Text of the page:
THINKING BUSINESS
a blog by Chris Barrow

I want it when I want it…..

…and not when you want me to have it. I was writing this week’s ezine earlier today – and reflecting (as you will see) on television series in box sets. The box-set has been one of the ways in which I can enjoy media, given my travel schedule and zany lifestyle. It got me thinking about how much of my media I now take “on-demand” – in other words, when I want it and not when “they” want me to see it.

  1. Sky+ to record special programming and sport

  2. Box sets to watch my favourite series

  3. Band of Brothers

  4. Heroes

  5. Life on Mars

  6. Ashes to Ashes

  7. The Wire

  8. Dexter

  9. Battlestar Galactica (when I travel)

  10. RSS feeds to read my favourite blogs

  11. Seth Godin

  12. Mashable

  13. Wired magazine

  14. Apple news

  15. and the best of other coaches (and a few dentists)

and nowadays

  1. podcasts to listen on my iPhone when I’m travelling – in the car and on public transport

  2. BBC History Magazine

  3. Claudia Winkleman’s arts programme

  4. The Harvard Business Review

  5. David Maister on Business

  6. Friday night comedy on BBC Radio 4

  7. Paul Oakenfold’s weekly music show

  8. The Ricky Gervais Podcast

My reflection is the extent to which I have become the “controller” of when I access this material – in addition to choosing when I visit the cinema, read a book or a subscription magazine (I take Wired and Intelligent Life) and when I listen to the (currently) 2889 music tracks on the iPhone. A far cry from my single-childhood in the 60’s, when perhaps the most important purchase of the week were the TV and Radio Times, so that my parents could organise our viewing schedule for the week. I grew up in a generation of TV watchers – it kept us out of the rain and out of the pub. I further ponder over other examples of businesses that suffer from the reluctance of the contemporary public to do things when they are “told”. All of which has me wondering about two businesses:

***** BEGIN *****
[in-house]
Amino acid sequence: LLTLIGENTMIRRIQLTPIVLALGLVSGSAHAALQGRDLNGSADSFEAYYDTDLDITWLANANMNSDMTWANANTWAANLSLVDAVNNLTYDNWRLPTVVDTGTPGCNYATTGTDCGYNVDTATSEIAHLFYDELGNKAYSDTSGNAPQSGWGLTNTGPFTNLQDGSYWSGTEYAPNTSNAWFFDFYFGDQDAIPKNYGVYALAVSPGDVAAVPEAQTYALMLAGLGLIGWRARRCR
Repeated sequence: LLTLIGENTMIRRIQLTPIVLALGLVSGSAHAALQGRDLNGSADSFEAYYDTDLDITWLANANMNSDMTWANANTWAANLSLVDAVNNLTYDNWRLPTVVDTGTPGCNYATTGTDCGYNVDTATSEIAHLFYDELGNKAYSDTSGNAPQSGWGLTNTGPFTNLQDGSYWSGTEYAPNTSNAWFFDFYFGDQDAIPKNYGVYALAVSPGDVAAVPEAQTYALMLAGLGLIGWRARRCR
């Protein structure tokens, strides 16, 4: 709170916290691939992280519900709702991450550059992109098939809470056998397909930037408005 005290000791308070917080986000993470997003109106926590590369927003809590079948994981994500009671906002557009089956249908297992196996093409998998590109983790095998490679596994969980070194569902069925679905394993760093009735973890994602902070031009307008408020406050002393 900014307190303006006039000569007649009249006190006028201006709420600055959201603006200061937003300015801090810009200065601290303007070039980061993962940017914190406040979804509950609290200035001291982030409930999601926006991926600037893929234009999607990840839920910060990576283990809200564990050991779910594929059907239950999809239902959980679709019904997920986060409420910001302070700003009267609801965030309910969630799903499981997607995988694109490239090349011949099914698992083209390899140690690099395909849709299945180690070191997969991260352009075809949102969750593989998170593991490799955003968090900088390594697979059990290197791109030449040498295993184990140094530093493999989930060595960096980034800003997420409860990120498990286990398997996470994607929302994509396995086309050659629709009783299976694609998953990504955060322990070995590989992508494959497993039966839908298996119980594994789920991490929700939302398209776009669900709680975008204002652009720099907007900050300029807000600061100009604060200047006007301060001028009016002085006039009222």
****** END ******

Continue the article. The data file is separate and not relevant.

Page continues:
1. coaching and

  2. dentistry

and the extent to which they can be created as on-demand services.I can see the first quite easily – and I’m already working on it. The second – on-demand dentistry – that’s more of a challenge – its like on-demand life assurance – everybody needs it but nobody wants to talk about it. Here’s a challenge – how do we create on-demand dentistry?

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